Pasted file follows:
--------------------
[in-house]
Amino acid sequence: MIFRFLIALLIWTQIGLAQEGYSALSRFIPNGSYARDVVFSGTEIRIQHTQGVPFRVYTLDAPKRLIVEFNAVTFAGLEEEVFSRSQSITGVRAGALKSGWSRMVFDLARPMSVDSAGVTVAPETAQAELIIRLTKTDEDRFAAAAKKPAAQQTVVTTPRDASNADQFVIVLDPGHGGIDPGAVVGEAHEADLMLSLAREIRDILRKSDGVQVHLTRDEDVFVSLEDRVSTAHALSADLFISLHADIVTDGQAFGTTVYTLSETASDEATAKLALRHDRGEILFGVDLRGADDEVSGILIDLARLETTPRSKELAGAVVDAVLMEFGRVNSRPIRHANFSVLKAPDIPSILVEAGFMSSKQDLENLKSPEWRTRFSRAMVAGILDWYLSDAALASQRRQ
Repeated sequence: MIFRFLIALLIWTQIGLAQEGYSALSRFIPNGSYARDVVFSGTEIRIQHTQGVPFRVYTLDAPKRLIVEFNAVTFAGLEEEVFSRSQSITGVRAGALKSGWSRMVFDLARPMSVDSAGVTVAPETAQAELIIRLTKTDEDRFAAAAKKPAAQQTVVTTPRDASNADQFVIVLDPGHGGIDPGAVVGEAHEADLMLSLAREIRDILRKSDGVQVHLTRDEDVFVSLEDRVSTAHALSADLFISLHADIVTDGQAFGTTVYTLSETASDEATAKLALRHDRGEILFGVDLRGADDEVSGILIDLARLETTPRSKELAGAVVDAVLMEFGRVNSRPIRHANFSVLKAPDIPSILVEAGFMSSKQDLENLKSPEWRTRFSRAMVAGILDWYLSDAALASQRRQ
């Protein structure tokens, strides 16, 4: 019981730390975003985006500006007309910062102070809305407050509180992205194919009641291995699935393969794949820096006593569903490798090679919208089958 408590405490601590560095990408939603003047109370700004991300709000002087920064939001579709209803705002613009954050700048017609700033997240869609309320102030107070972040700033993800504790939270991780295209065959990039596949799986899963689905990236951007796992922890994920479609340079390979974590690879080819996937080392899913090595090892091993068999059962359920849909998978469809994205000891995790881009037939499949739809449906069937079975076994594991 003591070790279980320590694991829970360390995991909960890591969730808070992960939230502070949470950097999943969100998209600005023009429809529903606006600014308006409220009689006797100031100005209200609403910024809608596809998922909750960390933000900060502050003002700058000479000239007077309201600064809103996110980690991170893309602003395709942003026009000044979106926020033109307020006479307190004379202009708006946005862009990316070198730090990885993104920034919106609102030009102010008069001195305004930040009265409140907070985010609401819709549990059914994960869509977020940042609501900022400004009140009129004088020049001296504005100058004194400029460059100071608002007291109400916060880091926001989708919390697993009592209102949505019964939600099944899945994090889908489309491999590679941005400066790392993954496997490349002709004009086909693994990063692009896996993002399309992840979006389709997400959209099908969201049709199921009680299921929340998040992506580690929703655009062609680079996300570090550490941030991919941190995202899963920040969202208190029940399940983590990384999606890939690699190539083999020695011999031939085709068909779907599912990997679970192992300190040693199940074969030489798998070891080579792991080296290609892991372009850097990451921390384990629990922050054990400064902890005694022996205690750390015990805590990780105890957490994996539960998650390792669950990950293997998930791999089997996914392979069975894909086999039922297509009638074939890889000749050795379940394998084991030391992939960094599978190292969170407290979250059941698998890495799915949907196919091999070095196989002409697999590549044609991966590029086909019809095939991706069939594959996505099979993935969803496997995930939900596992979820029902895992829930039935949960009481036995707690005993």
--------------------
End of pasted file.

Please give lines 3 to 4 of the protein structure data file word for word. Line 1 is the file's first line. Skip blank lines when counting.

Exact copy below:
Repeated sequence: MIFRFLIALLIWTQIGLAQEGYSALSRFIPNGSYARDVVFSGTEIRIQHTQGVPFRVYTLDAPKRLIVEFNAVTFAGLEEEVFSRSQSITGVRAGALKSGWSRMVFDLARPMSVDSAGVTVAPETAQAELIIRLTKTDEDRFAAAAKKPAAQQTVVTTPRDASNADQFVIVLDPGHGGIDPGAVVGEAHEADLMLSLAREIRDILRKSDGVQVHLTRDEDVFVSLEDRVSTAHALSADLFISLHADIVTDGQAFGTTVYTLSETASDEATAKLALRHDRGEILFGVDLRGADDEVSGILIDLARLETTPRSKELAGAVVDAVLMEFGRVNSRPIRHANFSVLKAPDIPSILVEAGFMSSKQDLENLKSPEWRTRFSRAMVAGILDWYLSDAALASQRRQ
């Protein structure tokens, strides 16, 4: 019981730390975003985006500006007309910062102070809305407050509180992205194919009641291995699935393969794949820096006593569903490798090679919208089958 408590405490601590560095990408939603003047109370700004991300709000002087920064939001579709209803705002613009954050700048017609700033997240869609309320102030107070972040700033993800504790939270991780295209065959990039596949799986899963689905990236951007796992922890994920479609340079390979974590690879080819996937080392899913090595090892091993068999059962359920849909998978469809994205000891995790881009037939499949739809449906069937079975076994594991 003591070790279980320590694991829970360390995991909960890591969730808070992960939230502070949470950097999943969100998209600005023009429809529903606006600014308006409220009689006797100031100005209200609403910024809608596809998922909750960390933000900060502050003002700058000479000239007077309201600064809103996110980690991170893309602003395709942003026009000044979106926020033109307020006479307190004379202009708006946005862009990316070198730090990885993104920034919106609102030009102010008069001195305004930040009265409140907070985010609401819709549990059914994960869509977020940042609501900022400004009140009129004088020049001296504005100058004194400029460059100071608002007291109400916060880091926001989708919390697993009592209102949505019964939600099944899945994090889908489309491999590679941005400066790392993954496997490349002709004009086909693994990063692009896996993002399309992840979006389709997400959209099908969201049709199921009680299921929340998040992506580690929703655009062609680079996300570090550490941030991919941190995202899963920040969202208190029940399940983590990384999606890939690699190539083999020695011999031939085709068909779907599912990997679970192992300190040693199940074969030489798998070891080579792991080296290609892991372009850097990451921390384990629990922050054990400064902890005694022996205690750390015990805590990780105890957490994996539960998650390792669950990950293997998930791999089997996914392979069975894909086999039922297509009638074939890889000749050795379940394998084991030391992939960094599978190292969170407290979250059941698998890495799915949907196919091999070095196989002409697999590549044609991966590029086909019809095939991706069939594959996505099979993935969803496997995930939900596992979820029902895992829930039935949960009481036995707690005993």